Length of Stay, Capacity and Other Measurable Outcomes in Equine Adoption
Why Adoption Numbers Matter
When operating a successful and sustainable adoption center, there are several basic statistics that are helpful in determining capacity and planning for equine intakes. Most organizations want to help as many horses as possible; the way to achieve this sustainably is to begin by measuring basic equine data including intakes, adoptions, other outcomes, length of stay and capacity.
Intakes and outcomes are fairly self-explanatory: equines coming into and exiting the rescue organization. Intakes can be tracked by source, such as owner surrender/donation, transfer from another organization, law enforcement seizure, auction purchase, born in shelter, return and so forth. Outcomes are frequently adoptions but also can be deaths in care, returns to owner, euthanasia, transfers out, et cetera. The importance is that equines are moving from a state of risk (at intake) to a humane outcome.
Length of stay (LOS) simply means the amount of time the equine is at the shelter. (It’s sometimes called “turnaround,” conversationally.) Adoption organizations typically track each horse’s length of stay by marking the date of intake and date of adoption (or other outcome) and can use that to calculate average LOS across all equines served. There isn’t one set turnaround time that is right for all rescues or even each horse at one organization. Because all horses are individuals and have differing needs, time at a shelter may vary widely from animal to animal. The idea is that length of stay should be long enough to fill whatever needs the equine has and place it with the right adopter without delay. That may include gaining weight, receiving medical care, letting down from a competitive career, rehabbing from injuries or undergoing retraining. Some horses have longer length of stay simply because it takes a little while to find their right adopter.
Average turnaround time varies widely between The Right Horse adoption partners and we do not have a certain requirement or even suggested average LOS for partners. All operations are individual and know the best way to serve different populations most effectively. Length of stay can be a great way for organizations internally to measure progress and track outcomes that are important to their missions. For example, one of the pilot programs The Right Horse funded recently celebrated a reduction in average length of stay from 18 months to 7 months. While that was not the original intent of the program, it was an unexpected outcome. The program did not change the amount of time the horse was at the facility receiving the necessary care and training to be ready for adoption, rather it reduced the time that the horses remained at the facility after being ready to find a new home. That means 11 fewer months, on average, that horses are waiting to find their new homes and families!
Length of stay can also affect other measurable outcomes, such as capacity. Often when rescue managers think “capacity,” they think of physical space such as stalls or paddocks. Physical space determines an organization’s capacity at any given time, but length of stay and other resources such as training affects their capacity over time. For example, a facility with 10 stalls can be described as having a static capacity of 10. If average length of stay is 6 months, those 10 stalls each serve two horses per year amounting to a yearly capacity of 20 horses. If average turnaround time is 3 months, intake capacity is 40 horses annually. Typically, length of stay varies quite widely because horses are all individuals; in those 10 theoretical stalls there may be a few horses requiring extensive rehabilitation and longer stays, some needing a moderate amount and some needing very little to be adopted back out.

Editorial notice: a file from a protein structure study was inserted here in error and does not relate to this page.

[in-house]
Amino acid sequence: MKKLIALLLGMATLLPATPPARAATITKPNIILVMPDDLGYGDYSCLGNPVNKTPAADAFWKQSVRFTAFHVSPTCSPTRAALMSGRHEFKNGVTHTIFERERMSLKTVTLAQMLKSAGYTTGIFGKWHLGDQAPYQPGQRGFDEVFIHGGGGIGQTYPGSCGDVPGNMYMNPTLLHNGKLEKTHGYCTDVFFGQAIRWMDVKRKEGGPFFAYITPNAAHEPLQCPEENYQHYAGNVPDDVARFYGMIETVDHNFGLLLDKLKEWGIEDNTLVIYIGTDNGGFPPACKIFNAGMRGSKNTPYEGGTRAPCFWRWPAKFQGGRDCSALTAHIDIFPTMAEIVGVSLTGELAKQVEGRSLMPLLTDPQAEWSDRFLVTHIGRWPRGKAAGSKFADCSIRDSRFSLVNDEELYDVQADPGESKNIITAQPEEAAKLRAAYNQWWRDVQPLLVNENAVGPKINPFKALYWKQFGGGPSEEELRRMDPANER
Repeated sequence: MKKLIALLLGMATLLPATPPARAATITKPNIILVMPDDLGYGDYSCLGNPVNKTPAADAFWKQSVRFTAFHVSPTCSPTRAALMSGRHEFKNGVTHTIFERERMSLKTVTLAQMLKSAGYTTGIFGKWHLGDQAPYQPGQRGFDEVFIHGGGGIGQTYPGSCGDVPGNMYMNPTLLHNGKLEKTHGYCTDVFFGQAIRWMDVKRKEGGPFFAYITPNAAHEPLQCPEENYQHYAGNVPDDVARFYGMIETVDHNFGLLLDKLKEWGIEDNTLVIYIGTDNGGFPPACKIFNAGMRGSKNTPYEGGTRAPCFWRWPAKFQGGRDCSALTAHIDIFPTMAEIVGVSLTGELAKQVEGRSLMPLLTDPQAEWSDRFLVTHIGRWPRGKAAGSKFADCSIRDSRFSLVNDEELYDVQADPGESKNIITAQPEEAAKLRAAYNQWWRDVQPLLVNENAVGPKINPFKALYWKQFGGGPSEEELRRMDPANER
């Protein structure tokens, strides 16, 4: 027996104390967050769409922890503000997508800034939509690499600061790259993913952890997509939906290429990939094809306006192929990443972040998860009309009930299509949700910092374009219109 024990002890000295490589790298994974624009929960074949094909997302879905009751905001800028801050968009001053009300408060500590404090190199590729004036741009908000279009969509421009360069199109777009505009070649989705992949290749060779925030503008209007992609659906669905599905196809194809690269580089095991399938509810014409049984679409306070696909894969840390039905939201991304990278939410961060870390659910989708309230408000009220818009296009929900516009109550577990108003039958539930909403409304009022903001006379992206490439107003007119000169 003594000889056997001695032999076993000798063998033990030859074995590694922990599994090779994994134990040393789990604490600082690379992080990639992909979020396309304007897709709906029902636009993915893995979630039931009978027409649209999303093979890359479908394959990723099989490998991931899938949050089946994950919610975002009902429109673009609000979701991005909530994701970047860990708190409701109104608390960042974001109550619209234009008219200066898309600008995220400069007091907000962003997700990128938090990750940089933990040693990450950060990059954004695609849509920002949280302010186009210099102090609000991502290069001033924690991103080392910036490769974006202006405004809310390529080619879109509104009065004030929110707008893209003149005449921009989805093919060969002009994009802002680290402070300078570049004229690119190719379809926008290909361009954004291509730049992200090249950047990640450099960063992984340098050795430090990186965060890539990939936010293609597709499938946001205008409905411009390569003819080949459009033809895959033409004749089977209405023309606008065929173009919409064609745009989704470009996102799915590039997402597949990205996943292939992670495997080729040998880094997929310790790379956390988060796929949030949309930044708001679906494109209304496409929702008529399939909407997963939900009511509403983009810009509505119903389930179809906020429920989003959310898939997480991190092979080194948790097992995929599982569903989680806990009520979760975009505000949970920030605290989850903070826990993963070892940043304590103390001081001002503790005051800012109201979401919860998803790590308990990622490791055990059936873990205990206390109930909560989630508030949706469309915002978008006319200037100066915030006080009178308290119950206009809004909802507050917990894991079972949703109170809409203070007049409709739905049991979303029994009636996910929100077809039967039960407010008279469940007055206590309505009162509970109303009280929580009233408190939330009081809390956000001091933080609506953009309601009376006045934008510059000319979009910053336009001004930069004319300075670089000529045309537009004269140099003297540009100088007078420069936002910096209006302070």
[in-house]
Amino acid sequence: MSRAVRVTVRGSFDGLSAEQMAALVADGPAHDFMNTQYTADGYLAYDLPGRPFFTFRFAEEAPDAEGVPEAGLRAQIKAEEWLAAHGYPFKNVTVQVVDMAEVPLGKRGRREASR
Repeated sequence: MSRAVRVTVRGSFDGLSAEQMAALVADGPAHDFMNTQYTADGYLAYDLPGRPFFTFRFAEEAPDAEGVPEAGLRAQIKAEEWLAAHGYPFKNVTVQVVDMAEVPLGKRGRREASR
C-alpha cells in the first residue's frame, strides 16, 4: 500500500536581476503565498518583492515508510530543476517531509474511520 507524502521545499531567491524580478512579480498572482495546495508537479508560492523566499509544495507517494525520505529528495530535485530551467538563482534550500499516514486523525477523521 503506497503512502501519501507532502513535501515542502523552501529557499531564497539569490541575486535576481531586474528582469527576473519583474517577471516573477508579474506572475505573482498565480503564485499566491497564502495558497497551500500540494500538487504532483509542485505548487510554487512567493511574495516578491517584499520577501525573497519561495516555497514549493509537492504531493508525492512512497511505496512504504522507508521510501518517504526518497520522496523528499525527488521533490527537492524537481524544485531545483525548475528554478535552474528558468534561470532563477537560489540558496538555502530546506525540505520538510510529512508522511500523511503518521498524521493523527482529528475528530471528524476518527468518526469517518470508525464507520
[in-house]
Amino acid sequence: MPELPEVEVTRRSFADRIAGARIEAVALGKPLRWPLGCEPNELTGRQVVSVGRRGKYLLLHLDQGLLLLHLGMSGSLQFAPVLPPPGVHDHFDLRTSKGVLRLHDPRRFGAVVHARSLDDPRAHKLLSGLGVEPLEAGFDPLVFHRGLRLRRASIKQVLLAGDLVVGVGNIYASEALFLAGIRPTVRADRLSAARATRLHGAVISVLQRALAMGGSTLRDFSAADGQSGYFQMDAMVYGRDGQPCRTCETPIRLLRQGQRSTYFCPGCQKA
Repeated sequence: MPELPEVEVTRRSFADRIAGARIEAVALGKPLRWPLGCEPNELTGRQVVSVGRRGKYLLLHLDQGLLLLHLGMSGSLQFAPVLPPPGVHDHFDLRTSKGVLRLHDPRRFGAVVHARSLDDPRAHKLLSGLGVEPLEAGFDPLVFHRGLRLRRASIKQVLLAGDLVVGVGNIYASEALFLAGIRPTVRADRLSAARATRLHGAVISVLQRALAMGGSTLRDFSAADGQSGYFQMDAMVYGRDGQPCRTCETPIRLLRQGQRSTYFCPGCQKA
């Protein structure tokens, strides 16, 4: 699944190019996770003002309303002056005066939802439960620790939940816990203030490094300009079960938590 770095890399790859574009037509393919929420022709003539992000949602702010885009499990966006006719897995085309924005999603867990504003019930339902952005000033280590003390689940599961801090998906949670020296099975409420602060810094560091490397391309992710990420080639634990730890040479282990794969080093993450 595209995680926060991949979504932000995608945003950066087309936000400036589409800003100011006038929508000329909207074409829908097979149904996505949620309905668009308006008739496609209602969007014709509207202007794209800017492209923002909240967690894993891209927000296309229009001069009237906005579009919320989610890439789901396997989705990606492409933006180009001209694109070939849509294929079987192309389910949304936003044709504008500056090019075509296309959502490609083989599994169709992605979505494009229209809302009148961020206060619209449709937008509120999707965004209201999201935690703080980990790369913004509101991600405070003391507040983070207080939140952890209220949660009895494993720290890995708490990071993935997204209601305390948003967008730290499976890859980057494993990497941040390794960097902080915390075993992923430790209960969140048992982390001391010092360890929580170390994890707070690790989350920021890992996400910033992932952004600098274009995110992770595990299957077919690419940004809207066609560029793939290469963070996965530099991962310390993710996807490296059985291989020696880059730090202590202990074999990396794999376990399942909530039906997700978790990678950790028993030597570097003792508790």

In this way, organizations with a small physical capacity may still be able to affect many equines per year if they are well-equipped to train, rehabilitate, market and place horses. Conversely, a facility with hundreds of acres may have plenty of physical space but less human resources to help horses progress towards adoption quickly. It’s key to have a plan for each horse that enters the shelter; for example at Horse Haven of Tennessee, the Equine Manager creates a document called an Individual Equine Plan for every horse within a few days of entering the shelter. Once they have evaluated the horse they determine goals and needs for health, nutrition, ground manners, socialization, and riding evaluations, which makes it easy for trainers and volunteers to provide needed care.
Some other measurable outcomes that non-profit organizations across all sectors often track include volunteers, volunteer-hours and clients served in other ways; for example, hay banks, gelding clinics or educational programs.
There are very few hard and fast rules around most of these measurable data points. What’s most important is that organizations track basic data in the first place and communicate and use that information strategically. The Right Horse Initiative does not set minimum, maximum or ideal numbers for any measurable data points but rather considers them as part of the whole picture when first learning about an adoption agency and second, evaluating potential programs or grants. Measurable outcomes help all involved understand the mission, plan steps for success and track progress towards the goal. All pilot programs track different measurable outcomes and those goals look very different depending on the program.
Number-crunching doesn’t have to be complicated or painstaking. Tracking numbers really boils down to one thing: helping more at-risk horses. Ready for more or want to try it in your own organization? Check out previous blog posts discussing the importance of data and why adoption numbers matter.